Charity Supporting Cancer Patients Seeks Votes for Grant Funding
Organization dedicated to providing caps for cancer patients nominated in next round of Chase Community Giving Program
Sept. 5, 2012 - PRLog -- Arlington Heights, Ill. –- Halos of Hope, an all-volunteer not-for-profit organization, donates handmade knitted, crocheted and sewn caps to cancer patients in over 475 centers, oncology offices, and hospitals nationwide. Hats are given to patients at no charge. Started in 2007, by Pamela Haschke, an 8-year cancer survivor, the charity has seen the requests for hats rise significantly over the past few years.
"Halos of Hope is honored to be nominated for the Chase Community Giving program," said Ms. Haschke. "The cancer centers we work with tell us that patients are finding it difficult to just meet their medical expenses. Providing a free hat goes a long way toward their healing process. Our charity's biggest expense year over year is shipping to the centers we serve. A grant from the Chase Community Giving program will help us to continue to support those that need us."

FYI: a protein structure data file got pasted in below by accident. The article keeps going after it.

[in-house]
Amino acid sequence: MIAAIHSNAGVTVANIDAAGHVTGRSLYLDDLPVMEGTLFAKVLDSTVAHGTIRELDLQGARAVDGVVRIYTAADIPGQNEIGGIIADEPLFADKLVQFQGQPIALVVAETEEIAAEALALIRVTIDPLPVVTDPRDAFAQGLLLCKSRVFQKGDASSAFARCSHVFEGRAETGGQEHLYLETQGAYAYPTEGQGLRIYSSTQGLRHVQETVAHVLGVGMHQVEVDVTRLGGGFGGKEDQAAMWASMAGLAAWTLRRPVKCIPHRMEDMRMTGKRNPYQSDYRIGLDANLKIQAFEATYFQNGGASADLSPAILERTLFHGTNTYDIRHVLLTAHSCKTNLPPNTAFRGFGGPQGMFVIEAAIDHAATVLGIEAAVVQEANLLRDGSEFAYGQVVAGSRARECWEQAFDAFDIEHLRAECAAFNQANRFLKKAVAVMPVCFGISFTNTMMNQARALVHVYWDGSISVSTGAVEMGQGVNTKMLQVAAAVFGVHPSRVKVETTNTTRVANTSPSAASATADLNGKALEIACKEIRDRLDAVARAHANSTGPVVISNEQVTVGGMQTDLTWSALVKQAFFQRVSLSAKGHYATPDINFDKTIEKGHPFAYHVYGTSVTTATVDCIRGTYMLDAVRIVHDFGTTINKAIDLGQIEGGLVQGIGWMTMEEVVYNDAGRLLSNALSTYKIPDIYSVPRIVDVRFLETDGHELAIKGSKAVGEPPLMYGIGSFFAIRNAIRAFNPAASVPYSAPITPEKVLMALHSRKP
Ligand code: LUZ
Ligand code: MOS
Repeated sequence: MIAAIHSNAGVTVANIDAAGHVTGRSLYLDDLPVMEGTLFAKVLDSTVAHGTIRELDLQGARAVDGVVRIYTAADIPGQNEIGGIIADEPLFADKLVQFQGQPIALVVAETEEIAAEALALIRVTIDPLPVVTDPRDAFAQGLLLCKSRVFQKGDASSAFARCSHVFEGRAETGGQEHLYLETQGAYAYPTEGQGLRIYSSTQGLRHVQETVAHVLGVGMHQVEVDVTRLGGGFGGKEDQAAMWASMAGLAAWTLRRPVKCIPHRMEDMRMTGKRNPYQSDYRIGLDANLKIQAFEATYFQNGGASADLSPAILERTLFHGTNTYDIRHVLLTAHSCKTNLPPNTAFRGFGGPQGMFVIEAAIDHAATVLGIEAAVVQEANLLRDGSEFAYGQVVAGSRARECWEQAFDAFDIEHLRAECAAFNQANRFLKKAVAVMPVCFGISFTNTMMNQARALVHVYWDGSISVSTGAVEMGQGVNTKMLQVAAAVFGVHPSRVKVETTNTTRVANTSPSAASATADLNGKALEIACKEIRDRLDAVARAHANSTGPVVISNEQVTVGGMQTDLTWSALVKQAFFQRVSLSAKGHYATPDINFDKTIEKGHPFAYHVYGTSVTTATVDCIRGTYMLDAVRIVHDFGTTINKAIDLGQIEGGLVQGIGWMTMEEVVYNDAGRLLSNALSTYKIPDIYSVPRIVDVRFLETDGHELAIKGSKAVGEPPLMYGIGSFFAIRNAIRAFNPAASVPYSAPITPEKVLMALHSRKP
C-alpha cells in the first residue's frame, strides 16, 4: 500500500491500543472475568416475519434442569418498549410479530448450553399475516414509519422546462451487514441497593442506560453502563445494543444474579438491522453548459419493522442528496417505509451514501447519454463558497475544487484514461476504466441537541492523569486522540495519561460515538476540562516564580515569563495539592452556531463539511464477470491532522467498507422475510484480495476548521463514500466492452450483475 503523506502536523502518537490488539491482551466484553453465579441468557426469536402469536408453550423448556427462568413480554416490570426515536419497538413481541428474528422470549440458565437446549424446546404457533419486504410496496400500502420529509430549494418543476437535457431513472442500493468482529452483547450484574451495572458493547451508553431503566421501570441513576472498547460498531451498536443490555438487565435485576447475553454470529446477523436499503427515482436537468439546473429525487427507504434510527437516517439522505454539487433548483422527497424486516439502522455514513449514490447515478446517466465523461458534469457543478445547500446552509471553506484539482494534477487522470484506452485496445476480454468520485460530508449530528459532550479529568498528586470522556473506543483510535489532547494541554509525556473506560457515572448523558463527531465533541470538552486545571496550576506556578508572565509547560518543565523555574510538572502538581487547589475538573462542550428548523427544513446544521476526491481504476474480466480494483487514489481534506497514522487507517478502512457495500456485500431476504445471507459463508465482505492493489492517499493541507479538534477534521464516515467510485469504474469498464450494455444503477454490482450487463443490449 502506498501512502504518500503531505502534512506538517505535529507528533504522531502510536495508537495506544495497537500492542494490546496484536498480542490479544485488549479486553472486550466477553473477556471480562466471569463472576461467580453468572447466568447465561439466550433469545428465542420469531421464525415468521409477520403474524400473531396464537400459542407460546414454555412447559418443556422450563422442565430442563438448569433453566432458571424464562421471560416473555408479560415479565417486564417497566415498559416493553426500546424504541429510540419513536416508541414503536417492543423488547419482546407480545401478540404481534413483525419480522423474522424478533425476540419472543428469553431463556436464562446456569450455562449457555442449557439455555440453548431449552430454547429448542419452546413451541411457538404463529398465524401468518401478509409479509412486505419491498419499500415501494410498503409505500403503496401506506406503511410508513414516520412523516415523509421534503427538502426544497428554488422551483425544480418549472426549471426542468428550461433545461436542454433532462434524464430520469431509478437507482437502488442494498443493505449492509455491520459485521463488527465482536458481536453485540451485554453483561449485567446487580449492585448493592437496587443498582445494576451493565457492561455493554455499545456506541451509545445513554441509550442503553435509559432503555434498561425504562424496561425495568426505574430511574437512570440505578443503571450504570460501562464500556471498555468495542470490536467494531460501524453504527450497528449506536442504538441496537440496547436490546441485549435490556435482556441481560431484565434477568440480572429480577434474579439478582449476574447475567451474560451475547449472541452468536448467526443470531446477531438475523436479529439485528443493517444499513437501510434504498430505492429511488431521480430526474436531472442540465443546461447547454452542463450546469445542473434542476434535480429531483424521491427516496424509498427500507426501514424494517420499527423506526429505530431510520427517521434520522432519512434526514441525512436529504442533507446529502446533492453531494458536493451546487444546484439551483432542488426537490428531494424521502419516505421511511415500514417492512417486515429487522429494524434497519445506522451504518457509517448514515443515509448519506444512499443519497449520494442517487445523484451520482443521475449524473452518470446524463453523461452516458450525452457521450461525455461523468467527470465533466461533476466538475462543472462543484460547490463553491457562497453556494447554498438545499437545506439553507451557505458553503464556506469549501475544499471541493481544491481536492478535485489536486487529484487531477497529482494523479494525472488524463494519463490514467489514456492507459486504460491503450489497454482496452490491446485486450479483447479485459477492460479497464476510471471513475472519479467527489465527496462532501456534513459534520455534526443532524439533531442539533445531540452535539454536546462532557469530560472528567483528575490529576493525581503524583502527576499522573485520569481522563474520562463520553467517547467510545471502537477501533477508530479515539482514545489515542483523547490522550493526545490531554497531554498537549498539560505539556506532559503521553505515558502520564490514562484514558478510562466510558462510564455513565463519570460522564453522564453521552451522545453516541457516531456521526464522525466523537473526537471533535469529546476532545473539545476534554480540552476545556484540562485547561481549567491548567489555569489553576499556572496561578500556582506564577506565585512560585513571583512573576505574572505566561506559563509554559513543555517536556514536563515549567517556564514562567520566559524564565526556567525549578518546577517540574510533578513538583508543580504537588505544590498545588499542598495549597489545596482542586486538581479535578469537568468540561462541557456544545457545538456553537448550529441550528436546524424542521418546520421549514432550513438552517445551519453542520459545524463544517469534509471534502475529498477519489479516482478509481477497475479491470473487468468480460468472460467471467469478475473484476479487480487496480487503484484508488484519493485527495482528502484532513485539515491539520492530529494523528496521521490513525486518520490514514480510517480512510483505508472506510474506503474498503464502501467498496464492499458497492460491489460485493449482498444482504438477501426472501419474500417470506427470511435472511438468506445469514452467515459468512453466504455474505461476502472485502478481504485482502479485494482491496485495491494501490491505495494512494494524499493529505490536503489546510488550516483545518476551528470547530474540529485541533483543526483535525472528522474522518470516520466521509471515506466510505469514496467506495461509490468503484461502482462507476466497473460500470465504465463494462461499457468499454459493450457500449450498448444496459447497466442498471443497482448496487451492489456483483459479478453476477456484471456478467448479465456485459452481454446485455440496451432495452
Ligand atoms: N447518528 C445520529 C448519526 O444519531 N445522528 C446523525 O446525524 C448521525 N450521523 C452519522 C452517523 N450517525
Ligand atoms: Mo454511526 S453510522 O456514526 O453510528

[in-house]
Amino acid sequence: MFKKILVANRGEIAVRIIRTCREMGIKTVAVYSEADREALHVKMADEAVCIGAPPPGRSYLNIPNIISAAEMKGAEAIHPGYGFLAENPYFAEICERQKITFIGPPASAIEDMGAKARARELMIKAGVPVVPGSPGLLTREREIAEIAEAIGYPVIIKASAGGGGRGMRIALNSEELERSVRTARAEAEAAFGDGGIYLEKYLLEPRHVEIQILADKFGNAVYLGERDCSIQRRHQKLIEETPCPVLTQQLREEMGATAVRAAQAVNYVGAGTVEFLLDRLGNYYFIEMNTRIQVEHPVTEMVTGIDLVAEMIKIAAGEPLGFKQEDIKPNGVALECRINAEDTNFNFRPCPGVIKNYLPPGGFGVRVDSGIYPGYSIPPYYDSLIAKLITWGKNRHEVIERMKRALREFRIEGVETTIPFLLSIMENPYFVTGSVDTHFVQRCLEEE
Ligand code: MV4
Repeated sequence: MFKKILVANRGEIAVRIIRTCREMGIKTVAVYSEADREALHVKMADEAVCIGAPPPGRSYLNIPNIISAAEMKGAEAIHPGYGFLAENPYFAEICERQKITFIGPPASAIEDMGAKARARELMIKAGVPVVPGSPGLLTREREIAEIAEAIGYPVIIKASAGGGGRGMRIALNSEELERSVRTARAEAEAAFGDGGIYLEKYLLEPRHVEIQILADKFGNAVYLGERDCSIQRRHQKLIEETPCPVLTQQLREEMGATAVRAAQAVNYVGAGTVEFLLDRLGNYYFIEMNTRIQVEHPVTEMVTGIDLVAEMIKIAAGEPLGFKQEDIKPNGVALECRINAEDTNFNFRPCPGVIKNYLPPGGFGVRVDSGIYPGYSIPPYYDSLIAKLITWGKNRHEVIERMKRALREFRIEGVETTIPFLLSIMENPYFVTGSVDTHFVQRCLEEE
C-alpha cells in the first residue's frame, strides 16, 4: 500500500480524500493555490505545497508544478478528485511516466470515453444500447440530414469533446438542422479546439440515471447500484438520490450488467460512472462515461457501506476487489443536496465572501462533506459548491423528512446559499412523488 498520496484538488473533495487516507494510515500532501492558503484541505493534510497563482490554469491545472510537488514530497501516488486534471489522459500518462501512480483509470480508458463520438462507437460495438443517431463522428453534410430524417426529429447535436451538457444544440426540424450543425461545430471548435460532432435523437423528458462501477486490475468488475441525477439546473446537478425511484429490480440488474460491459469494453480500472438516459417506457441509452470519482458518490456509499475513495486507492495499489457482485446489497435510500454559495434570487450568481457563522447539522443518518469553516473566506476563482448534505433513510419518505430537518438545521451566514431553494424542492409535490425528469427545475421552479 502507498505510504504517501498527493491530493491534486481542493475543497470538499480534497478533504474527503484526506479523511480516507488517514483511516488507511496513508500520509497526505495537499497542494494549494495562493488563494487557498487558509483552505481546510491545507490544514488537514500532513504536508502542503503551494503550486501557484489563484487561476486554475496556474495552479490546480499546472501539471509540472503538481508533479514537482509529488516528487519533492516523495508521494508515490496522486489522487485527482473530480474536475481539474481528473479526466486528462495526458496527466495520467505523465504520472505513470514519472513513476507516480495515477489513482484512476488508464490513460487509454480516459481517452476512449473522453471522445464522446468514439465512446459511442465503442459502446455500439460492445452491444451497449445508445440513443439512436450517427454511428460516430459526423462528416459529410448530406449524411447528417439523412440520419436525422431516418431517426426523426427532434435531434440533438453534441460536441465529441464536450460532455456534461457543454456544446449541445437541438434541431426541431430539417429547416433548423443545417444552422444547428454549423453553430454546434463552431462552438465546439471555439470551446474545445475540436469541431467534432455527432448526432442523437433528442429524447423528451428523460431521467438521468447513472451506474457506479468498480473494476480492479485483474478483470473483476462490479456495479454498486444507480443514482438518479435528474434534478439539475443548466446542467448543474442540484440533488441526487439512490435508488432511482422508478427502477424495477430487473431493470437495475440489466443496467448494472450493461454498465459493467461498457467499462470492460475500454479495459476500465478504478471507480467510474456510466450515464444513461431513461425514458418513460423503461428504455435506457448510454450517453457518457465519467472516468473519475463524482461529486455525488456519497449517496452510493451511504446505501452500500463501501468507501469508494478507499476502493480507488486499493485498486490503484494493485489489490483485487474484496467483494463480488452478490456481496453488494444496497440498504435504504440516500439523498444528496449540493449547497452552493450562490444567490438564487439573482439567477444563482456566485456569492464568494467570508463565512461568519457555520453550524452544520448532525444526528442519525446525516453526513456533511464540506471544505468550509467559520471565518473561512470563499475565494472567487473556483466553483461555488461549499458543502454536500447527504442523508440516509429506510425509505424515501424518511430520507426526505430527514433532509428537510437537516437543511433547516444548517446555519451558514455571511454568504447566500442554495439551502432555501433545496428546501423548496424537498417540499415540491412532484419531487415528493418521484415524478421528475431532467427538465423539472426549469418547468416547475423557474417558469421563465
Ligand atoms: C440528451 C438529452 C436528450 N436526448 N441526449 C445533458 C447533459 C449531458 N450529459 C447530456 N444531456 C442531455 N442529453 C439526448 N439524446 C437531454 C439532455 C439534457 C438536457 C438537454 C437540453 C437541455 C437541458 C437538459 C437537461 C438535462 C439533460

Voting for Halos of Hope can be done through a simple click on the Chase Community Giving Facebook page (https://www.facebook.com/
The fall 2012 round of the Chase Community Giving program is designed to benefit smaller and local charities by being limited to 501(c)3 charities with operating budgets under $10 million. The top eligible charity receives $250,000 and the remaining 195 top charities earn $10,000 through $100,000 awards, for a total of $5 million dollars in grants.
Chase Community Giving is a grant program inspiring a new way of corporate philanthropy by letting participants vote to help determine which small and local non-profits will receive donations from Chase. The program has given away over $20 million in grants to charities nationwide, with focuses including animals & environment;
About Halos of Hope
Halos of Hope is a not-for-profit organization committed to providing in-need cancer patients with crafted hats donated by caring volunteers. It was started in October 2007 by Pamela Haschke, a survivor of a rare breast cancer with a high mortality rate, and provides caps to over 475 cancer treatment centers across the United States. People interested in learning more about volunteering or donating to the efforts of Halos of Hope, or cancer centers in need of our assistance, can visit http://www.halosofhope.org to learn more.